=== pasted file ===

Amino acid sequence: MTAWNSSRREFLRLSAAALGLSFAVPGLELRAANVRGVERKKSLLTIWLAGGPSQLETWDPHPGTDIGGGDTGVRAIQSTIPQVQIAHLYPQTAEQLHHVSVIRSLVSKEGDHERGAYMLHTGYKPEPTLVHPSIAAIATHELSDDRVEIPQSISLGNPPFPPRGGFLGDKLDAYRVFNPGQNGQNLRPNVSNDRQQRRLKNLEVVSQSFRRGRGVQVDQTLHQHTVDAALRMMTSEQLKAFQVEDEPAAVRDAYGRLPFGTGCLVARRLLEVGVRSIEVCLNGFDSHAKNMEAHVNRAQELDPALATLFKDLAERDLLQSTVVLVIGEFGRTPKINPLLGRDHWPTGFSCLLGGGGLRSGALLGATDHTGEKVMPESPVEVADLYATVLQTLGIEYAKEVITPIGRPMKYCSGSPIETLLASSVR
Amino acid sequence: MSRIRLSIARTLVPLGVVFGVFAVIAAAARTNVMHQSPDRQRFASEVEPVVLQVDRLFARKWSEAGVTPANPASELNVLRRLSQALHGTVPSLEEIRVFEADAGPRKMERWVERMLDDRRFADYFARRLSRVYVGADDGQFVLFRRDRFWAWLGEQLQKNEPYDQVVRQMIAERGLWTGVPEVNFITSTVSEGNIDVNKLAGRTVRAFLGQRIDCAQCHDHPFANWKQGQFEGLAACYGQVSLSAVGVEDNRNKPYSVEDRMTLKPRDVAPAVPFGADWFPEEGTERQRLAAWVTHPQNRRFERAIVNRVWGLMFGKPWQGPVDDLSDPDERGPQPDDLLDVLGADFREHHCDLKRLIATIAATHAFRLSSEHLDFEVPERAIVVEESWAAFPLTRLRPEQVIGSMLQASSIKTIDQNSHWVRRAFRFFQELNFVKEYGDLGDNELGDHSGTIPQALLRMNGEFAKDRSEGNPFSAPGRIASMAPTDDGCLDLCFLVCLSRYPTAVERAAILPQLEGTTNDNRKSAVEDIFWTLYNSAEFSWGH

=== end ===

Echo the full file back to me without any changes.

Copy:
Amino acid sequence: MTAWNSSRREFLRLSAAALGLSFAVPGLELRAANVRGVERKKSLLTIWLAGGPSQLETWDPHPGTDIGGGDTGVRAIQSTIPQVQIAHLYPQTAEQLHHVSVIRSLVSKEGDHERGAYMLHTGYKPEPTLVHPSIAAIATHELSDDRVEIPQSISLGNPPFPPRGGFLGDKLDAYRVFNPGQNGQNLRPNVSNDRQQRRLKNLEVVSQSFRRGRGVQVDQTLHQHTVDAALRMMTSEQLKAFQVEDEPAAVRDAYGRLPFGTGCLVARRLLEVGVRSIEVCLNGFDSHAKNMEAHVNRAQELDPALATLFKDLAERDLLQSTVVLVIGEFGRTPKINPLLGRDHWPTGFSCLLGGGGLRSGALLGATDHTGEKVMPESPVEVADLYATVLQTLGIEYAKEVITPIGRPMKYCSGSPIETLLASSVR
Amino acid sequence: MSRIRLSIARTLVPLGVVFGVFAVIAAAARTNVMHQSPDRQRFASEVEPVVLQVDRLFARKWSEAGVTPANPASELNVLRRLSQALHGTVPSLEEIRVFEADAGPRKMERWVERMLDDRRFADYFARRLSRVYVGADDGQFVLFRRDRFWAWLGEQLQKNEPYDQVVRQMIAERGLWTGVPEVNFITSTVSEGNIDVNKLAGRTVRAFLGQRIDCAQCHDHPFANWKQGQFEGLAACYGQVSLSAVGVEDNRNKPYSVEDRMTLKPRDVAPAVPFGADWFPEEGTERQRLAAWVTHPQNRRFERAIVNRVWGLMFGKPWQGPVDDLSDPDERGPQPDDLLDVLGADFREHHCDLKRLIATIAATHAFRLSSEHLDFEVPERAIVVEESWAAFPLTRLRPEQVIGSMLQASSIKTIDQNSHWVRRAFRFFQELNFVKEYGDLGDNELGDHSGTIPQALLRMNGEFAKDRSEGNPFSAPGRIASMAPTDDGCLDLCFLVCLSRYPTAVERAAILPQLEGTTNDNRKSAVEDIFWTLYNSAEFSWGH